You are not permitted to download, save or email this image. Visit image gallery to purchase the image.
"The Reserve Bank (RBNZ) has raised the official cash rate."
That is a headline you are more than likely going to read a lot throughout the next year, but what does it mean?
Last year, you might have noticed the cost of a bottle of milk or a block of cheese increase.
That was inflation.
The consumer price index shot up 2.2% in the September quarter, the largest quarterly rise since 1987.
That took the annual inflation rate — the term used to describe a rise of average prices through the economy — to 4.9%.
So, the Reserve Bank — New Zealand’s central bank that is tasked with maintaining price stability — wants to keep that, and the cost of housing, under control.
It does that through its official cash rate (OCR), which is at 0.75%.
Through the OCR, the bank is able to influence the wholesale price of money and, through the linkages that has to the banking system and financial markets, influence a range of economic factors that help keep inflation under control.
The bank lifted the cash rate for the first time in seven years in October 2021 and again in November.
University of Otago department of economics senior lecturer Dr Murat Ungor expects the bank will steadily increase the OCR by 25bp until it reaches 2% by August.
Before joining the university, Dr Ungor was a research economist for the Central Bank of Turkey.
He believes the steady increases will be the "new normal" for the bank.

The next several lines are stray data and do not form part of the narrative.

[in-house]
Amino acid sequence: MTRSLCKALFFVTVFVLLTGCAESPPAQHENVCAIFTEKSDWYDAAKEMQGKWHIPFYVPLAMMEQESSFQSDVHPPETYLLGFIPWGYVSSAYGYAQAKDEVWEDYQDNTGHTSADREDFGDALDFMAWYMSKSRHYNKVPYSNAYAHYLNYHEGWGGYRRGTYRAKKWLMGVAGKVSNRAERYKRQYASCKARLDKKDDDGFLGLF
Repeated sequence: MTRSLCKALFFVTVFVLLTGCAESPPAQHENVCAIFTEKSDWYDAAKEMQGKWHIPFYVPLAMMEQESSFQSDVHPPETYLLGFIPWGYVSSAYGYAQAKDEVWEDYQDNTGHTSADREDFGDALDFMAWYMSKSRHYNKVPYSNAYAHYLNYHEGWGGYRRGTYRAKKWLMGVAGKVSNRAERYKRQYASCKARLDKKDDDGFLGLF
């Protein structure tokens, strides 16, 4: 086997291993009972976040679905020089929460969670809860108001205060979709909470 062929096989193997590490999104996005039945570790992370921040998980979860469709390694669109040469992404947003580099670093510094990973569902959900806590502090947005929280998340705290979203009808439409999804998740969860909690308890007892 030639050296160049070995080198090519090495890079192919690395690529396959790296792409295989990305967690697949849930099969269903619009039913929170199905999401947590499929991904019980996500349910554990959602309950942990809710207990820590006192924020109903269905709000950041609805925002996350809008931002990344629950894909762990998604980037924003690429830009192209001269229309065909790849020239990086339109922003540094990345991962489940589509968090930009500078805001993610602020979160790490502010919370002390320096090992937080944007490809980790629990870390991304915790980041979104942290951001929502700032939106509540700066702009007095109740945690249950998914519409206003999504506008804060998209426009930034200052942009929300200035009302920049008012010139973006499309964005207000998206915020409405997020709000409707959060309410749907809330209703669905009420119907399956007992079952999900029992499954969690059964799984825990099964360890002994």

It was expected inflation would peak at about 6% in mid-2022 before it started to fall.
But Dr Ungor warned that would only happen under normal circumstances.
It would also, much like other countries’ central banks, be watching the slowdown in China’s economy.
Major property companies in the country are facing a massive debt issue — some of up to $US300 billion ($NZ439 billion) — and are at risk of defaulting.
That could have a very negative impact of New Zealand’s economy, Dr Ungor said.
If that happened or there was a large outbreak of Omicron in New Zealand and other countries, the RBNZ could look at increasing the OCR by 50bp.
"Depending on the global conditions, I’d expect them to be looking at that hike in April or May to be on the extra cautionary side," Dr Ungor said.
The Reserve Bank would also be looking at how its decisions impacted the New Zealand housing market.
If the OCR was raised, banks would increase interest rates and investors would most probably delay making their purchase, effectively cooling interest in the housing market.
Dr Ungor believed it was important for the bank to focus on the long-term structural problems in the economy.
"There will always be short-term fluctuations, whether is it Covid related or financial problems, but we need to think about the bigger picture," he said.
The Government had pumped a lot of money into the economy during the Covid crisis through support packages like the wage subsidy.
"And who is going to pay that debt back? Future generations," he said.
The Government and RBNZ needed to focus on ways to lift productivity to create future income and growth — "if they can’t do that, they will be in trouble."
"It is time to pay attention to the structural problems ... otherwise our kids will pay for it," Dr Ungor said.
If policy makers focused on the long-term problems, it would also have a positive impact in the short run.
"It is going to be an interesting year, that is for sure," Dr Ungor said.